I've been on hiatus due to going out of town and having a crummy time. I should've taken the time to find a smile no matter what was happening that was making me stray from my personal second star to the right, but I'm breaking away from the deviated path and finding my way back to Never Never Land once again.
My motivation to get going again? My children showed great courage today. Others may not have even noticed it or seen the importance of it, but my heart felt it and my smile returned.
My son stepped off the bus by himself today because his sister had joined an after school activity, and as he slipped out of his shoes and headed toward the pantry, he began to tell me a little about his day. Usually, I hear about the latest and greatest toy that all the kids are into right now and how someone has a rare one of whatever that toy is. Yep, I heard about all that today too, but he told me about something else that happened.
He told his friend, a friend he considers to be his best friend, that he has ADHD and Aspergers. He has never shared that with any of his peers before. He explained to me that his friend asked him what Aspergers was and my son said he wasn't sure. It's a syndrome he tries to clarify. Apparently, this spawned a conversation where my son said that this syndrome can cause him to get mad. This friend of his, whom I really enjoy and I am thrilled my son has in his life, must have thought this sounded pretty cool... kinda like the Hulk maybe. He asked if my son could get mad now! Love it.
His friend didn't treat him differently or ridicule him. He probably (actually, I'm pretty positive) already realized that my son could get mad easily anyway, but he didn't make my son feel ashamed. My son shared this sensitive information for the first time and it was a very big and brave step for him. I'm so very happy over it.
My daughter's display of bravery was a little different, but smile inducing all the same. Tonight, during a personal safety/anti-bullying demonstration held during a cub scout meeting, she joined in the activities as the only girl. Standing up next to boys wearing uniforms, and wearing her purple dress, flower headband and sparkly light up shoes, she tried her best to keep up and stand up tall next to the boys. This was after she was too afraid to walk across the gym to join them until they became close enough that she could slip into the line undetected. While the kids sat and listened to the instructor, she paid attention. When the instructor asked questions, she sat still... except once. She bravely raised her hand and spilled forth the answer in her tiny voice. For my very shy and anxious little girl, that was a big deal. I was so thrilled that she raised her hand! After hearing all the boys loudly vocalizing their "Yes SIR" and "Thank you SIR" replies, I expected to hear her get lost in the mix, but she spoke up without a problem. In my eyes, she shown brighter than the purple dress and twinkling shoes.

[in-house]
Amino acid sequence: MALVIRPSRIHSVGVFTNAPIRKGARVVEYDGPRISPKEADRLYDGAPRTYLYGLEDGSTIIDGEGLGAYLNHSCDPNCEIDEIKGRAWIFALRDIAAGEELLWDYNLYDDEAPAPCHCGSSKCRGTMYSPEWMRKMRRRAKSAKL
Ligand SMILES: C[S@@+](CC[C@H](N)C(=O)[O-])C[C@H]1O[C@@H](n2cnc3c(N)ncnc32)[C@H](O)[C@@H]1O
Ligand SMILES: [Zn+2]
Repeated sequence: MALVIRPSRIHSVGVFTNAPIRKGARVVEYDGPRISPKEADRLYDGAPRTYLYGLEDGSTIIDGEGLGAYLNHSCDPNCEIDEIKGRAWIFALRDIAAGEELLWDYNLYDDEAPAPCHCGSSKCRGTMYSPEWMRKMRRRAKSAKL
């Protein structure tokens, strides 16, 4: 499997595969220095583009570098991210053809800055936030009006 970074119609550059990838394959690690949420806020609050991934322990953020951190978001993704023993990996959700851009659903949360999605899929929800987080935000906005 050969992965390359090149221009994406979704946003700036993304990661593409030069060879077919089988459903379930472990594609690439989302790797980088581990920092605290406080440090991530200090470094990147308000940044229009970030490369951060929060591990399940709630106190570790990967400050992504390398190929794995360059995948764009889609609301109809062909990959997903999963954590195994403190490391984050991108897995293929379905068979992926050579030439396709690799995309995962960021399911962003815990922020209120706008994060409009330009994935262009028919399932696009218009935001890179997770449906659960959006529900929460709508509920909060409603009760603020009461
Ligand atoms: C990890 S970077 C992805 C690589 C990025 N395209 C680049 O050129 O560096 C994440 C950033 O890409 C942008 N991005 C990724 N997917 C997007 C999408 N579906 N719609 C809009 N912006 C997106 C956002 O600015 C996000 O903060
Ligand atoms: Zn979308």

I welcome my smiles with open arms and put aside the infractions that pushed it from me.
Hey Mom. Two words that never fail to make me look and, in general, make me smile. My daughter rarely says these words together. If she needs me, she just says Mom. If she is greeting me, it's a much more showy display. Something along the lines of "Mooommm!" in a growly, ecstatic way and she runs to me, grinning ear to ear, to tackle me around the waist. I would tell how much that just wraps me up with love and joy, but I'll spare you.
My son is the one that uses the "Hey Mom" phrase. He typically has two inflections. There's the "Hey, Mom?" which has a slight rise in his voice that lets me know to prepare for a question that could involve me either doing something completely simple or turning down a completely irrational request. "Um, sorry bud. We can't build a cannon today..." or "Well, I'm pretty sure you need a special permit to build a full size rocket in the backyard."